(b) The fact that the Parliament has granted absolute discretion under Section 7 of Act 301 to restrict the publications that are considered undesirable does not necessarily immunise the decision made by the Minister from judicial review.

(c)  The Court of Appeal opined that although the absolute discretion is stipulated under Section 7 of Act 301, the exercise of the discretion of the Minister is still reviewable if it falls within one of the grounds for challenge.

2. The examination on the merits

(a) The Appellant contended that the High Court has taken the traditional approach by stating that the court is only concerned with the decision making process and not the decision itself.

(b) The learned counsel for the Appellant has taken exception to the following passage in the judgment of the High Court:

“[36] After going through the book, even if the court is of the different view with the Minister’s evaluation and decision, the court is reminded time and time again that it should not substitute what it thinks is the correct decision.  What the court is concerned with is not the decision but the decision-making process.  It dies not entail the court substituting its discretion for that of the decisionmaker.  The Government has a right to preserve public peace and order”.

(c)  The Court of Appeal disagreed with the statement by the learned High Court as it is the duty of the court to consider whether the act in question can be challenged for breaching the administrative law principle.

(d) In the case of Dato’ Seri Syed Hamid Syed Jaafar  Albar (Menteri Dalam Negeri) v SIS Forum (Malaysia) [2012] 9 CLJ 297 where in this case the book in question was circulated for 2 years before it was banned on the ground of being prejudicial to the public order.  The Court acknowledged the administrative law maxim that judicial review is only concerned with the decision making process and not the decision itself.

(e)  The court in the abovementioned case ruled that the review of the decision-making process is not limited to determining whether the different overt steps in the process had been complied, and that the court has a duty to intervene if the decision was ultra vires or unfairly or unjustly exercised.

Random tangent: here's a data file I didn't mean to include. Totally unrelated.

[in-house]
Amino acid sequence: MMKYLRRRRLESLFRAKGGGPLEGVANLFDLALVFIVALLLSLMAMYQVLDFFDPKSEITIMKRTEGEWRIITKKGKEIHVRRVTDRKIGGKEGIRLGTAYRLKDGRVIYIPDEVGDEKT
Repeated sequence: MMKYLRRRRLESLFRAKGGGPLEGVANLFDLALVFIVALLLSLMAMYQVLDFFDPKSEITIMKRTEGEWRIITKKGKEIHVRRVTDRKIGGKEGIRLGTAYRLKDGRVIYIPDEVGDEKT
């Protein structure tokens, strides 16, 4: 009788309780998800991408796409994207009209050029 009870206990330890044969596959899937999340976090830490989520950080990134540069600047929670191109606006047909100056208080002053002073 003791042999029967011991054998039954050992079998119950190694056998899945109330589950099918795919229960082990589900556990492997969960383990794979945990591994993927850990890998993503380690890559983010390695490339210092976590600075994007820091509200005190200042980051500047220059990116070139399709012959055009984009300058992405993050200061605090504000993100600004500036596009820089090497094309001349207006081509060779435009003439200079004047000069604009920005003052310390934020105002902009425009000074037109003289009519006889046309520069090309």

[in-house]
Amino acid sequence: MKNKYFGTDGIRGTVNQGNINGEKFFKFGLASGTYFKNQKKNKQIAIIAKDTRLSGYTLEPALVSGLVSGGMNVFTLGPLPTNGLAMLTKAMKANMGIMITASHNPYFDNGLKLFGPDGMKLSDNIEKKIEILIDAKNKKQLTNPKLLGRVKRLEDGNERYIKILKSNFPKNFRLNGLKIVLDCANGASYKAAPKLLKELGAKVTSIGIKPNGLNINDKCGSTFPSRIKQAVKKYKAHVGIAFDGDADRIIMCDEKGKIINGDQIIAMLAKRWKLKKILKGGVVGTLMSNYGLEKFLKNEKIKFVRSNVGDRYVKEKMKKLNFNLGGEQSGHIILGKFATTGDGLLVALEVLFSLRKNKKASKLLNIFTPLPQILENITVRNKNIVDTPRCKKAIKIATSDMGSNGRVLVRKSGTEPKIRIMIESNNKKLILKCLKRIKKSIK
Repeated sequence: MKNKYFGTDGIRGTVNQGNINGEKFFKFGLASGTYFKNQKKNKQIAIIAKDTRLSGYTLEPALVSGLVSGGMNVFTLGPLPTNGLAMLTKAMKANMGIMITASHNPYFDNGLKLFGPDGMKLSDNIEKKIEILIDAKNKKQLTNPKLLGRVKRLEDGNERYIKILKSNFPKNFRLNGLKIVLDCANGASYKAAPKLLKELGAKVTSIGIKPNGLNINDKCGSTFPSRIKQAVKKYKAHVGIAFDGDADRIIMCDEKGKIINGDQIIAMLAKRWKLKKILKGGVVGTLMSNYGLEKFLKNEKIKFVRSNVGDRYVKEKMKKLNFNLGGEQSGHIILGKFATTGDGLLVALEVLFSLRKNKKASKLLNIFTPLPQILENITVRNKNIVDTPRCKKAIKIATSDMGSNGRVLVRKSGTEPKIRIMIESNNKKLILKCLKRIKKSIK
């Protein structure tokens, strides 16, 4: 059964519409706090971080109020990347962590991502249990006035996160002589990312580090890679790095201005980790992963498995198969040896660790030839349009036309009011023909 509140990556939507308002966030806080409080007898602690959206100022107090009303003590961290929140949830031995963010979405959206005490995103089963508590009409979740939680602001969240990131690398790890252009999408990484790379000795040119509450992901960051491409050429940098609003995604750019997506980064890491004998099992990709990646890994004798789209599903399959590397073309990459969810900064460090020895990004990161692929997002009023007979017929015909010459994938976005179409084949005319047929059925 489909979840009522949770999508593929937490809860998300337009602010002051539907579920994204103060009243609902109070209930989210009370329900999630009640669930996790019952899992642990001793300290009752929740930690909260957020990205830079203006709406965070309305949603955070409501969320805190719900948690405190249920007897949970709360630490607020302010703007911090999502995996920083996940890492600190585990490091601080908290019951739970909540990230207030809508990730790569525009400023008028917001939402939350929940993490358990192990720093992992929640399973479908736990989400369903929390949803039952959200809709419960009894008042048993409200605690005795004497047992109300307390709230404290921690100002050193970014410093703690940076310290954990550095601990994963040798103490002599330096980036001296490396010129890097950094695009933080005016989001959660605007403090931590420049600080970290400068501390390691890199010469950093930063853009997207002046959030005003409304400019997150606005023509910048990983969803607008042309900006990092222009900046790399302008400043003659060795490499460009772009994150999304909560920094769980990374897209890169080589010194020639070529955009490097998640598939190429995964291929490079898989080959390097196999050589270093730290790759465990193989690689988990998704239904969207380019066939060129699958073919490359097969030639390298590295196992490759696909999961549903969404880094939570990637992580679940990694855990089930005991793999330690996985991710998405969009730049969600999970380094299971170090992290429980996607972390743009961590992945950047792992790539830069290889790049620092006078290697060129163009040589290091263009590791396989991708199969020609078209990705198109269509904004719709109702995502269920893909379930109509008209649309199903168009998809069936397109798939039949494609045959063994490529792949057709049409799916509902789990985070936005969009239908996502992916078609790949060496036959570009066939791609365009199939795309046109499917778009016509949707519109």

(f)   In this recent case, the learned High Court judge was not prohibited from examining the evidence in order to assess whether the Minister’s decision to impose to ban the Book under Section 7(1) of Act 301, it was nonetheless an unreasonable exercise of power or was irrational and in defiance a Minister in a similar situation would not have made the same decision.

3.    The exercise of the discretion

(a) The Court of Appeal opined that the learned High Court judge did not thoroughly examined the supporting evidence for the PO.  Her Ladyship seemed to have already accepted the reasoning given by the Minister in affidavit without critical thought.

(b) Based on the affidavit of the Minister, several allegations about the content of the Book which covered a very wide range of historical events from the time of the Malacca Sultanate to the time of the launch of BRI.

(c) In paragraph 9.10 of the affidavit the Minister claimed that the Book leads the youth to question the success of the nation’s leaders in the fight for independence.

(d) Further in paragraph 9.11, the Minister averred that the Book will lead to racial conflict since the Book did not consider the sensibility of the country’s multiracial and multireligious population.

(e) The Court of Appeal stated that there is nothing offensive in the book that incites racial animosity, offends anyone’s religious or racial feelings, or causes racial tension as claimed in the Minister’s affidavit.

(f)   The Minister in his affidavit failed to point out any material in the Book that may act as a spark in a powder keg which would endanger the public interest by inciting racial unrest, disharmony and riot.

(g) The fact that the comic book in this present case was in circulation for some six months is likely to spark racial disharmony or riots were not given a sufficient consideration by the learned High Court judge.

(h)  Also, the learned High Court judge did not consider one of the pertinent reasons given by the Minister which the book was likely to be prejudicial to public order was because of the 81 police reports lodged against it.